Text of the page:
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ArtPop brings art to the interstates, highways of Charleston via billboards
Date: January 26, 2018
Wendy Hickey, the founder and executive director of ArtPop Street Gallery in Charleston, SC, brings community art alive by posting artists work on billboards. With the artists finding their own success, Hickey aims to make the "tough days worth it".
Here’s a familiar scene: You’re stuck in traffic on I-26, I-526 or downtown. You look up and around, hoping for a different view than the broken tailpipe of the car in front of you. Construction to the left, more traffic to the right. Above you, an endless supply of billboards and advertisements.
But if you see a few billboards that don’t look like the others, billboards that look like a giant canvas wrapped in artwork, your eyes aren’t playing tricks. The person responsible for the idea behind those billboards is Wendy Hickey, founder and executive director of ArtPop Street Gallery.
“I wanted to help artists market their art,” Hickey says. "I wanted to help be their voice. And the payoff has been huge for the success the artists have had so far. It makes the tough days worth it.”
If the tough days get to her, Hickey shows no trace of it in her voice. She’s animated and lively on the phone and she laughs often. When she discusses ArtPop, her idea that brought art to interstates and highways, there’s palpable enthusiasm in her voice.
That enthusiasm drove her career in the billboard industry for 20 years, and still does. She’s the only person I’ve spoken to that admits a “huge love for the medium."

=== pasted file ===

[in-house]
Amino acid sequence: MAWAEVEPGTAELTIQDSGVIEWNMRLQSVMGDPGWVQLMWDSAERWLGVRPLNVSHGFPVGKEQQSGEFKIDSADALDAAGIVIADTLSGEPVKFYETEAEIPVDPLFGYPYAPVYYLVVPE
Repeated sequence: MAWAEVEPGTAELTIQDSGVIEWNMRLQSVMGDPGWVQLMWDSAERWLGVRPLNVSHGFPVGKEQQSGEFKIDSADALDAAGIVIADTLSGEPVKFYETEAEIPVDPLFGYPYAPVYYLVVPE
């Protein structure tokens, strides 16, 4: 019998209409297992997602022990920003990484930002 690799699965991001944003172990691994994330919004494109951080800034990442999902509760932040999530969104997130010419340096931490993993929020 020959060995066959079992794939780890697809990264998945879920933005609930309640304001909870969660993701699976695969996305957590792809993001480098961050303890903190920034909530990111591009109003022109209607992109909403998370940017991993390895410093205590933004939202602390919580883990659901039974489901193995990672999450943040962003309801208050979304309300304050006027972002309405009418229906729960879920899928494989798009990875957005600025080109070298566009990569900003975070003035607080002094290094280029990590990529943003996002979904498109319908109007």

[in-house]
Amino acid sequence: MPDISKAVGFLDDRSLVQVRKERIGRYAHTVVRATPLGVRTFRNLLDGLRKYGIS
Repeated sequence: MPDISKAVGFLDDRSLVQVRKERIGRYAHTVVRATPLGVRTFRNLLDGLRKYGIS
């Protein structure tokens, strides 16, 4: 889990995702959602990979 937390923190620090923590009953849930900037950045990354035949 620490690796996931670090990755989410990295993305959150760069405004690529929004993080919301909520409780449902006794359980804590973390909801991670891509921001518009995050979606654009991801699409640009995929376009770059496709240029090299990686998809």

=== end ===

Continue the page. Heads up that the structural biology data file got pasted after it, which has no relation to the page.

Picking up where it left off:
A passion for the medium of billboards? No way.
“I do!” Hickey says, laughing. "It was more the creative side that made me fall in love with the medium. I would be the salesperson who would push to do the best creative job for our clients. I would look through printed books of billboard examples and I knew we could help clients grow their business.”
Her love for local art and billboards met when she took a position on Pocono Arts Council in Pennsylvania. While considering how best to serve the arts, Hickey says the thought “was like a light bulb,” and she pitched the idea of using unsold billboards to showcase artwork.
“It was very grassroots then, in 2002,” Hickey says. “It was just me, one on one, with the artists in the community trying to get their art printed on vinyl.”
Sixteen years later and ArtPop Street Gallery is in 14 cities and nine states, with more coming. A nonprofit organization as of 2015, ArtPop artists are selected through a submission process to a panel of judges comprising local people and artists from that city to ensure the art remains rooted in the community.
And that’s why in Charleston, you’ll see five local artists’ work on five billboards: Janie Ball, Kate Hooray Osmond, Laura Dargan, Barbara Duval and Sarah Buell Dowling. And local businesses such as Adams Outdoor Advertising and organizations including the Charleston Art Alliance help make it happen.
The “space/rent” for #ArtPopCHS is donated by Adams Outdoor Advertising, which is why the billboards always change locations — as soon as they are sold the vinyls move to the next available location.
The production of the five printed vinyls for the initial year was paid for by ArtPop Street Gallery. "We now need a future sponsor to help defer those costs; we always try to help on year one with the costs if needed," Hickey says.
The mission of ArtPop fit naturally with the already vibrant arts community in Charleston.
“It felt right to be in Charleston,” Hickey says. “It’s a ripe arts community already, so why wouldn’t we be there?”
This year, however, brings a focused effort on brand management and donations instead of adding additional cities. Hickey is digging in and improving the structure that’s in place and expanding the reach of ArtPop to other forms of media. But right now, the effects are seen and felt almost immediately.
“What I found is that the by-product impacts a commuter’s day. And that impact has been phenomenal, so far. Beautifying the streets, making commutes more enjoyable, or maybe just inspiring people when they’ve had a bad day. Maybe they see some art and it changes their thinking. That’s not a small thing, that’s huge.”
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